It is highly likely that I would have to answer domestic policy questions, especially since I cannot know the content of the portfolio for the coming five years. The new hearing for the five-year mandate will come after the new president of the Commission has been elected. And I shall answer the same what I have been saying so far.

Which is?

It would depend on the question, but what matters is what the government is doing, what has been agreed upon in the coalition agreement and I can of course answer these serious questions.

But how do you rate the present cabinet? Was it a good idea to involve EKRE? 

I think so. Hypothetically, what would have been the alternative? I think that if EKRE were in the opposition today, ruled out by everybody, the discontent would not be smaller. Many Estonia’s region, where EKRE received strong support, would be very disappointed.

But you acted more like an opposition member when you made Mart Helme retract his statement during his vote of no confidence attempt. 

I did not do it out of malice, it is just that facts must be clear and, in that situation, I could not discuss it via a newspaper the next day. I had the opportunity to make the matter clear in the parliament hall,

To prove that he was lying.

Precisely to make the truth come out and it was time-critical, since if Mart Helme hadn’t been able to clear it there and then, it would have been very difficult to handle the affair later.

So you did him a favor?

I believe so. I think it was a favor, since having been in the same position I know well how high the adrenaline goes when you are standing there and if you want to answer quickly, it is easy to make mistakes.

While Jüri Ratas is trying hard to defend another minister, Kert Kingo, the minister of foreign trade and IT, you sand that if she carries on like that, the post has no meaning.

This position has not always existed, it was created in order to ease the workload of other ministers, especially the prime minister and the minister of economy, since not only contacts with foreign investors are important. The entrepreneurs’ interests in finding new markets are also important. And the minister of foreign trade was such an official. True, there have always been sceptics who question the need for this minister. In order to defend this minister, she has to do her work with passion and certainly at least half of the time outside Estonia.

But isn’t it presently clear that she does not do it? What would you recommend Jüri Ratas, make this post redundant?

Well, I am willing to believe that the fiasco with her first day on the job does not mean that she is incapable of doing it. She has to think hard whether she can upgrade all her skills so that she could be competent and efficient in handling the job. No one wants to have a job they are incompetent or unqualified to perform. Ja ma think that this is primarily the minister’s inner understanding whether the job is for her. 

Do you think now that she is not qualified for the post?

I have not heard her speak English, not even via the media. But let us see how it will go in the next few months. I know that there are ministers even in large countries who habitually use interpreters.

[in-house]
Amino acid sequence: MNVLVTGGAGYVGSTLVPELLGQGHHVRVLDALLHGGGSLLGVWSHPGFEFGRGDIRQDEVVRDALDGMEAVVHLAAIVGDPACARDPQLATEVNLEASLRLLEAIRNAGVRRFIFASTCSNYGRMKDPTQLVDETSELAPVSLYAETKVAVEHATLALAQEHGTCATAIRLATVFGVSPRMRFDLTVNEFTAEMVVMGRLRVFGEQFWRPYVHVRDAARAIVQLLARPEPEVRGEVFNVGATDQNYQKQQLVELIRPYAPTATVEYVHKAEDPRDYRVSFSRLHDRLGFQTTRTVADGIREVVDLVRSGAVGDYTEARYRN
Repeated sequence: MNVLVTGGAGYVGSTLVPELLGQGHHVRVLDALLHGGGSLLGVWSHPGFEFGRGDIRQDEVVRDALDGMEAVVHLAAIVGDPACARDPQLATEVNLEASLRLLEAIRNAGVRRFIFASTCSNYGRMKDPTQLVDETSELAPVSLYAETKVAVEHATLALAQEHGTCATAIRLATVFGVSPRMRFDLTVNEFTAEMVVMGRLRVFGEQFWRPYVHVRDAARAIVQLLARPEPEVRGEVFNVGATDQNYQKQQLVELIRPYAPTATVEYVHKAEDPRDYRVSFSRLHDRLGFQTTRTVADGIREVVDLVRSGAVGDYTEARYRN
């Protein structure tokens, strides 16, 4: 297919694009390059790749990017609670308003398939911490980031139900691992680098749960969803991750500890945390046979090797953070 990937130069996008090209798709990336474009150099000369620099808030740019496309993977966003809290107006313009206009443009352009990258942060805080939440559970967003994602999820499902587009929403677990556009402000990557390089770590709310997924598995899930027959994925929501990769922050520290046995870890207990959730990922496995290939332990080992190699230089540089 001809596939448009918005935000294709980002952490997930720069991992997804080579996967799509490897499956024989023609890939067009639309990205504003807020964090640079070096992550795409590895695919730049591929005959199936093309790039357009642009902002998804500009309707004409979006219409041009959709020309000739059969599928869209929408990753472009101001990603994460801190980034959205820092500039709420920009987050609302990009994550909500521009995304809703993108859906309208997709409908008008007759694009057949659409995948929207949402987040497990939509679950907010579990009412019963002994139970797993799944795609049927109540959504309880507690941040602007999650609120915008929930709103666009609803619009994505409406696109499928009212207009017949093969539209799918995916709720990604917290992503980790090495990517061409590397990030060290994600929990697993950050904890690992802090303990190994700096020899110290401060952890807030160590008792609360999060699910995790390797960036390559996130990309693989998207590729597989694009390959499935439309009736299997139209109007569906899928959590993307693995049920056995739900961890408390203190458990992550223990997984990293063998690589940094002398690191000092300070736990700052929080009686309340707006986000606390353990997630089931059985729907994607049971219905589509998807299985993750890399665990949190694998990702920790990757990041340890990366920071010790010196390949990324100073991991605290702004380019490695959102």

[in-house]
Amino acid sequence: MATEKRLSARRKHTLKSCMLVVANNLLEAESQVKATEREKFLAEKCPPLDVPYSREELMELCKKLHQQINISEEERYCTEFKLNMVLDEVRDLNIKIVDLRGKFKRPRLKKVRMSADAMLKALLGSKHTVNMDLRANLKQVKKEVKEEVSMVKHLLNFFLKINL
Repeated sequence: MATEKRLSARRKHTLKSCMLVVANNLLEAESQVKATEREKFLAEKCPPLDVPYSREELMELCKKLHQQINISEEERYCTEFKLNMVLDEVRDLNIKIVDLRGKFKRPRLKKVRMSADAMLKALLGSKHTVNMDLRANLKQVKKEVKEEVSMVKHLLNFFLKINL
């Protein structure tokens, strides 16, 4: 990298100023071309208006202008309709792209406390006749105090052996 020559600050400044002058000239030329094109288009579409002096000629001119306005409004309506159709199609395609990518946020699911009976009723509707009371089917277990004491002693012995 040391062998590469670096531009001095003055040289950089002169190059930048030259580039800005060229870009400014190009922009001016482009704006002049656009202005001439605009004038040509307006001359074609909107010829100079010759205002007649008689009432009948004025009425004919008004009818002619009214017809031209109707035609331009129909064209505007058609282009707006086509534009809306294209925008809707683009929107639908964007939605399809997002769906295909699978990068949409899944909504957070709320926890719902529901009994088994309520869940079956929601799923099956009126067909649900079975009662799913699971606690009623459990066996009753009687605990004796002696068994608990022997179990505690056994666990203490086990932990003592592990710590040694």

Should Estonia do it as well?

It is somewhat complicated for the Estonians, but it also depends on the sphere; I imagine that if the ministers of agriculture speak half of the time in their own language, no one would mind. But direct contacts for opening a market save half the time.

Continuing the subject of your opposition to the coalition, you said, for example, about the  alcohol excise that it should not be lowered hastily. Isn’t it hasty, what is happening now?

It is hasty and it certainly caused confusion among out neighbors; in case of alcohol excises they observe closely what is happening next door. I generally believe that the Center Party considers the electricity and fuel excises a problem, since these are inevitable expenses, especially in our climate. Alcohol is not an inevitable expense.

How likely is Latvia to lower its excise?

Latvia has already passed the law of rising excise, but they have to make their own choices. Logically most of the alcohol is bought by the country’s own taxpayers.

The prime minister said in an interview that he and not discussed the excise cutting issue with his Latvian colleague, Should have done it?

If we had wanted to take time out – we spoke about tax peace – it would have meant that the price gap would have become insignificant in four years due to the price rise in Latvia. But if you want to have clear results immediately – not by Midsummer day, but by the anniversary of restoring independence, the coalition opted for the rapid solution.

How will you vote on the bill presented to the parliament?

Honestly, my vote would not matter, since the Reform Party would provide the votes in favor, but since the coalition has agreed that way, I have no other choice but to support it. 

A personal question – if you now leave for Brussels, it would be unlike the European Parliament members, who travel to Estonia all the time. Are you ready to live in another country?

Yes, I have accepted that this would be different – it would not be a job permitting spending weekends at home and I understand that Brussels will be my home for the next five years.